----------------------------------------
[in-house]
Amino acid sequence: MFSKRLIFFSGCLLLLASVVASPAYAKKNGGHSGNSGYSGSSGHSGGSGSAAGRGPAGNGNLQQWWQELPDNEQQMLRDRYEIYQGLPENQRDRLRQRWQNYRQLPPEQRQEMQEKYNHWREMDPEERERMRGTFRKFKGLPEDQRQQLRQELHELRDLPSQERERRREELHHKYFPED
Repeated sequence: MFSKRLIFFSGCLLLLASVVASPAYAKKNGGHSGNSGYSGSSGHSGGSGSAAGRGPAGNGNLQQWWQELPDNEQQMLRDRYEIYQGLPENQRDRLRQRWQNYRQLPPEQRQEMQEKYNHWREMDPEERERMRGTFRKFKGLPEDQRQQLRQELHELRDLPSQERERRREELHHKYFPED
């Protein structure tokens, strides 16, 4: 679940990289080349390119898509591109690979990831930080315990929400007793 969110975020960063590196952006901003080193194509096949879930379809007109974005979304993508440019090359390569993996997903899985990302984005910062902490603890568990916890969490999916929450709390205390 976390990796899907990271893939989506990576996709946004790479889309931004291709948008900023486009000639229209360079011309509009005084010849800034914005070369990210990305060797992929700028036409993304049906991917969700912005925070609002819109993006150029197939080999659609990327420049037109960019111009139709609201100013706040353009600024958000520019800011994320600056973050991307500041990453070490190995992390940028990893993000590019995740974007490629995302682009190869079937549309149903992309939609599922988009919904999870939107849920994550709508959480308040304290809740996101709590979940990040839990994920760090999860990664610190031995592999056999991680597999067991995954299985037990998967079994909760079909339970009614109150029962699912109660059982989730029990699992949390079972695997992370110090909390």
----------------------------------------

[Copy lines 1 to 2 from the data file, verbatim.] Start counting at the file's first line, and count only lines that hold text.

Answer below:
[in-house]
Amino acid sequence: MFSKRLIFFSGCLLLLASVVASPAYAKKNGGHSGNSGYSGSSGHSGGSGSAAGRGPAGNGNLQQWWQELPDNEQQMLRDRYEIYQGLPENQRDRLRQRWQNYRQLPPEQRQEMQEKYNHWREMDPEERERMRGTFRKFKGLPEDQRQQLRQELHELRDLPSQERERRREELHHKYFPED